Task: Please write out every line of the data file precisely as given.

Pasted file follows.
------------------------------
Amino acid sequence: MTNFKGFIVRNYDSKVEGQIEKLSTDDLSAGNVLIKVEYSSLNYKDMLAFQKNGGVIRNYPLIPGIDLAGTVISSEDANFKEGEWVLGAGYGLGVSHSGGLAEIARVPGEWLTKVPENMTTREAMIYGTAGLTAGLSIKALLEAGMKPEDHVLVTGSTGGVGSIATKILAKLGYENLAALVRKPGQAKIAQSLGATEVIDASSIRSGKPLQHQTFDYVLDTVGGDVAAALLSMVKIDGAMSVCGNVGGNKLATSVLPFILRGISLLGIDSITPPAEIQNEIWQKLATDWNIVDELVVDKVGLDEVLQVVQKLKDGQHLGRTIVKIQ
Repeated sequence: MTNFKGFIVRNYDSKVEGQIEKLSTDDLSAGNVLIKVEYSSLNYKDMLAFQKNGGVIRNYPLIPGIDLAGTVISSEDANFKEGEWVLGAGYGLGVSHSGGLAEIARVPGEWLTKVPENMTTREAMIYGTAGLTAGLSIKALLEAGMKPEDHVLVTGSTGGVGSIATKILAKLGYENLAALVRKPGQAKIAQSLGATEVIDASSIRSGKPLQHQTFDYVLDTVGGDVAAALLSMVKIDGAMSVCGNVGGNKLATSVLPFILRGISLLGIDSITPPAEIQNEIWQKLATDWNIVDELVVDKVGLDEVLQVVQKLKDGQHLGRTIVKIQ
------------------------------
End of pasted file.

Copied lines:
Amino acid sequence: MTNFKGFIVRNYDSKVEGQIEKLSTDDLSAGNVLIKVEYSSLNYKDMLAFQKNGGVIRNYPLIPGIDLAGTVISSEDANFKEGEWVLGAGYGLGVSHSGGLAEIARVPGEWLTKVPENMTTREAMIYGTAGLTAGLSIKALLEAGMKPEDHVLVTGSTGGVGSIATKILAKLGYENLAALVRKPGQAKIAQSLGATEVIDASSIRSGKPLQHQTFDYVLDTVGGDVAAALLSMVKIDGAMSVCGNVGGNKLATSVLPFILRGISLLGIDSITPPAEIQNEIWQKLATDWNIVDELVVDKVGLDEVLQVVQKLKDGQHLGRTIVKIQ
Repeated sequence: MTNFKGFIVRNYDSKVEGQIEKLSTDDLSAGNVLIKVEYSSLNYKDMLAFQKNGGVIRNYPLIPGIDLAGTVISSEDANFKEGEWVLGAGYGLGVSHSGGLAEIARVPGEWLTKVPENMTTREAMIYGTAGLTAGLSIKALLEAGMKPEDHVLVTGSTGGVGSIATKILAKLGYENLAALVRKPGQAKIAQSLGATEVIDASSIRSGKPLQHQTFDYVLDTVGGDVAAALLSMVKIDGAMSVCGNVGGNKLATSVLPFILRGISLLGIDSITPPAEIQNEIWQKLATDWNIVDELVVDKVGLDEVLQVVQKLKDGQHLGRTIVKIQ